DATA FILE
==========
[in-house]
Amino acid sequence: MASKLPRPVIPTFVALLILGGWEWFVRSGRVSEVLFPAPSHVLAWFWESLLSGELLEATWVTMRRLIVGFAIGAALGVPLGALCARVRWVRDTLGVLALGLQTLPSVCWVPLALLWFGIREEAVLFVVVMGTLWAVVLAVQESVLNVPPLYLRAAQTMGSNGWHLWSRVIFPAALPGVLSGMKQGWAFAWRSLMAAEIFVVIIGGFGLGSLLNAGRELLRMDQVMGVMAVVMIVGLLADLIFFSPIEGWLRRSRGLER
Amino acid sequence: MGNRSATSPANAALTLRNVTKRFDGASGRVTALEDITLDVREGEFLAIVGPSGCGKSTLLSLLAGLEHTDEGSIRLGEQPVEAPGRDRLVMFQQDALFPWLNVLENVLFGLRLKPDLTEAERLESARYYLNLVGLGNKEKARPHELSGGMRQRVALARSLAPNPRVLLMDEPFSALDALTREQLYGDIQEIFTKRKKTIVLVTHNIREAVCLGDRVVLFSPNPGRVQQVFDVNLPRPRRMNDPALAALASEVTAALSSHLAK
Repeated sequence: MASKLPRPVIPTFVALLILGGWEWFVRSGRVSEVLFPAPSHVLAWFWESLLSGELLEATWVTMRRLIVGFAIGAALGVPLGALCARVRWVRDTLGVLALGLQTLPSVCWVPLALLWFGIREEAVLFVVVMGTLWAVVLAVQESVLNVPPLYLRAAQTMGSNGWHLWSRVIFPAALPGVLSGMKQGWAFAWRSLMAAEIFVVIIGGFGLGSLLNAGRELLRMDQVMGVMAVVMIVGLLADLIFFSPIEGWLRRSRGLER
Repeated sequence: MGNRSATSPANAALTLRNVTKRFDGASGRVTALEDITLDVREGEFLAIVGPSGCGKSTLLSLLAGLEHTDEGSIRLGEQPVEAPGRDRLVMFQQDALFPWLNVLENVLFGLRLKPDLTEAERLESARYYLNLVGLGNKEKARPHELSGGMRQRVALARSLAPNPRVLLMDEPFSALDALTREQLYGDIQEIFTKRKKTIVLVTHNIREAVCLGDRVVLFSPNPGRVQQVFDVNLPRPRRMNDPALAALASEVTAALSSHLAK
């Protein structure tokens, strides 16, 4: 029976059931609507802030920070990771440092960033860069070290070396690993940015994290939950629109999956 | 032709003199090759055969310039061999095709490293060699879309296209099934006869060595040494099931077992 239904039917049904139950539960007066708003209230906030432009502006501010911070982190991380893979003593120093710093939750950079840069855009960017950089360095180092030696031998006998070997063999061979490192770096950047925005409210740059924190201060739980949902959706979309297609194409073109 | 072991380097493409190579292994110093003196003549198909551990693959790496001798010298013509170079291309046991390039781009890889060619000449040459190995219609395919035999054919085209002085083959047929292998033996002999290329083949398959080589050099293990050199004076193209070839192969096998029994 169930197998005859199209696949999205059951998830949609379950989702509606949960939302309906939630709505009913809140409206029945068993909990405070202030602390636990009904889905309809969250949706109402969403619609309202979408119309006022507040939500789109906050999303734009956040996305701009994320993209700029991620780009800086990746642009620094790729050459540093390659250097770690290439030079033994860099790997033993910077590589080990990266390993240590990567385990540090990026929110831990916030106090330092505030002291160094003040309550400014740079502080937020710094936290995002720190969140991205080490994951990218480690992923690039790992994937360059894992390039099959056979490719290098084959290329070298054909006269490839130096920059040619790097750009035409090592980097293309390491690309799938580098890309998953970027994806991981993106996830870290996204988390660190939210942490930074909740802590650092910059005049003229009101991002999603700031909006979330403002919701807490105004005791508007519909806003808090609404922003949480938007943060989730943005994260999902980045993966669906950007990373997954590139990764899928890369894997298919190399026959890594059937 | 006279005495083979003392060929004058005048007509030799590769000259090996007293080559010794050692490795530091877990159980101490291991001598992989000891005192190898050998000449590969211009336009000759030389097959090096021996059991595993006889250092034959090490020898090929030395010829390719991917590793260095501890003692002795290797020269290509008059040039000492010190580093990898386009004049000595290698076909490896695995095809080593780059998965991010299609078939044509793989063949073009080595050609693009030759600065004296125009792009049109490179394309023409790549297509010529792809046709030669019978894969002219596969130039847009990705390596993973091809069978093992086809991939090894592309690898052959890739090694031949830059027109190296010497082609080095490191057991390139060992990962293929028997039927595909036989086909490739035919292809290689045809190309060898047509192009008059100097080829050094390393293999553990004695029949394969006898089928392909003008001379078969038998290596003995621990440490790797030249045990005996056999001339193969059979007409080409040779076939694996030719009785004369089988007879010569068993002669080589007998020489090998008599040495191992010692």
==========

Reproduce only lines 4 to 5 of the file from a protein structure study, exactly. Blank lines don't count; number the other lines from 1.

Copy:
Repeated sequence: MASKLPRPVIPTFVALLILGGWEWFVRSGRVSEVLFPAPSHVLAWFWESLLSGELLEATWVTMRRLIVGFAIGAALGVPLGALCARVRWVRDTLGVLALGLQTLPSVCWVPLALLWFGIREEAVLFVVVMGTLWAVVLAVQESVLNVPPLYLRAAQTMGSNGWHLWSRVIFPAALPGVLSGMKQGWAFAWRSLMAAEIFVVIIGGFGLGSLLNAGRELLRMDQVMGVMAVVMIVGLLADLIFFSPIEGWLRRSRGLER
Repeated sequence: MGNRSATSPANAALTLRNVTKRFDGASGRVTALEDITLDVREGEFLAIVGPSGCGKSTLLSLLAGLEHTDEGSIRLGEQPVEAPGRDRLVMFQQDALFPWLNVLENVLFGLRLKPDLTEAERLESARYYLNLVGLGNKEKARPHELSGGMRQRVALARSLAPNPRVLLMDEPFSALDALTREQLYGDIQEIFTKRKKTIVLVTHNIREAVCLGDRVVLFSPNPGRVQQVFDVNLPRPRRMNDPALAALASEVTAALSSHLAK